A friend told me once: “Mary is NOT the Mother of God, that’s blasphemous!” Very calmly, I answered him: “Tell me then, WHO is Jesus Christ?”
Should Mary be called ‘Mother of God?’ This was the question Thomas Aquinas asked in Article 4 of Question 35 in Part 3 of his Summa.
Early heretics in the 10-12th century argued that Mary gave birth only to Christ’s human nature and not His divine nature. See how this heretical position was already present during medieval times? This is why it is so important to know our history!
“Human mothers give birth not to natures, but to persons. In Mary’s case, the person of Christ, who possessed both Divine and Human Nature.”
Aquinas further notes,
“We do not find it in Scripture that the Blessed Virgin is the Mother of God, yet we do find it expressively said that Jesus Christ is TRUE GOD (1 John 5:20) and that the Blessed Virgin is Mother of Jesus Christ (Matt 1:18). Therefore from the words of Scripture, it follows from NECESSITY that she is the Mother of God.”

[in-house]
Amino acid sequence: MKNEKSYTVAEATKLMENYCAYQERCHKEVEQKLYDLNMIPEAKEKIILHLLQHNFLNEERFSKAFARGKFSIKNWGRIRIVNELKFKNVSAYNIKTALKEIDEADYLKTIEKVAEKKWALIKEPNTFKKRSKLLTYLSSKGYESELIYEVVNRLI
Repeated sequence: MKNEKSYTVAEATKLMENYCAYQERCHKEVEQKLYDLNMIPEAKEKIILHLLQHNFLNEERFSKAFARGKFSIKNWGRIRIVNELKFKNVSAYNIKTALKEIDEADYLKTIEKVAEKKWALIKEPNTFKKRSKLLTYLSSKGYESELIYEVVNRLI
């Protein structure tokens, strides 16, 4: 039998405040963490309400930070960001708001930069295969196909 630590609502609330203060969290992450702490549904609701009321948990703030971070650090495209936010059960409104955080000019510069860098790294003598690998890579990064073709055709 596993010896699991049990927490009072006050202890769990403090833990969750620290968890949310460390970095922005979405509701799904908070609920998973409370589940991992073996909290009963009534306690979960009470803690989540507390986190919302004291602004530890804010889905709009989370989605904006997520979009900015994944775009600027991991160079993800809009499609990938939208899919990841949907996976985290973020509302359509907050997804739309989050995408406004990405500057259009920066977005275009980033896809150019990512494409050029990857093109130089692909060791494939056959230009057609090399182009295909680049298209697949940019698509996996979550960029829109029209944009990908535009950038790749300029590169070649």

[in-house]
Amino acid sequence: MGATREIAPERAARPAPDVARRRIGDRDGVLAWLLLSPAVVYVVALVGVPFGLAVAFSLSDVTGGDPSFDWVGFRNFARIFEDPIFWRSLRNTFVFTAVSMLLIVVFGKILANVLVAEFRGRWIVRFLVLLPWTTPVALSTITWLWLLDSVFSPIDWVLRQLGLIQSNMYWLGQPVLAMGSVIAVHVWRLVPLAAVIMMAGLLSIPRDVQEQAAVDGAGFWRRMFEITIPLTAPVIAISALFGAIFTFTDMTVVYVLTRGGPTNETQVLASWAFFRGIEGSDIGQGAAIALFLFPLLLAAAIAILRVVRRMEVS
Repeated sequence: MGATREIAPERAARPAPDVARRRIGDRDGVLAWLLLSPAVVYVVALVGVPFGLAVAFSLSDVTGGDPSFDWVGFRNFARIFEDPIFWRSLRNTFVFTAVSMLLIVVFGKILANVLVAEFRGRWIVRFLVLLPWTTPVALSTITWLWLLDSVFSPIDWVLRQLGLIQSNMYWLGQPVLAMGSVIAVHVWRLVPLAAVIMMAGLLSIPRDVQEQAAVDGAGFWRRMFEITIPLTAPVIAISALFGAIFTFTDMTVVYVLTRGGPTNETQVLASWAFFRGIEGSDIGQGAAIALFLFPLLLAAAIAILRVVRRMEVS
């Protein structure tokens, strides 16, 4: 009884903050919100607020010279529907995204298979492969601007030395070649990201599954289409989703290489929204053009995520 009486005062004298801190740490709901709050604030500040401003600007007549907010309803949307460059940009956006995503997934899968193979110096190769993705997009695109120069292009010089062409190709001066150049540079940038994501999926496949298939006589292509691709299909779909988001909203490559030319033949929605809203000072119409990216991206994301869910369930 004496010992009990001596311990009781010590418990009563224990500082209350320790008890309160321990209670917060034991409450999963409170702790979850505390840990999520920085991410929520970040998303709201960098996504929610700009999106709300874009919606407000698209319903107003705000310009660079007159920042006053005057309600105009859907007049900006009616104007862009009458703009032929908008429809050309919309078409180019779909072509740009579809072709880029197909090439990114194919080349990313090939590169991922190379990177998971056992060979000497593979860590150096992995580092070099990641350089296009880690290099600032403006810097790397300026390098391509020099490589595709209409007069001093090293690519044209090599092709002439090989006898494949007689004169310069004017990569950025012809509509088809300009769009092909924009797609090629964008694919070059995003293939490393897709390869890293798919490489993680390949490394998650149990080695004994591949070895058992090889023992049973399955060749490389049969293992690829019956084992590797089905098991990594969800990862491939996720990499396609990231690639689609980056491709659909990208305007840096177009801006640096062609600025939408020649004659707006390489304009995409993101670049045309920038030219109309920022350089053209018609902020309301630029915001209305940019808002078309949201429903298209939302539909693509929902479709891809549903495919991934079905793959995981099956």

Simple and brilliant logic. Tinkering with Marian dogma tinkers with Christ Himself (thus, my answer to my friend).
That being said, one must note that when the Catholic Church confers the title Mother of God on Mary, we do not mean that she is superior or equal to God. Mary is still a creature (duh!). However, she was the SUBJECT OF UNION between God and Man.
This title is thus fitting for a Blessed woman like her. This is why Luke says ‘All generations will call her Blessed!’ (Lk 1:46-49). And why shouldn’t we, when her ‘Yes’ to God brought Christ into the world!
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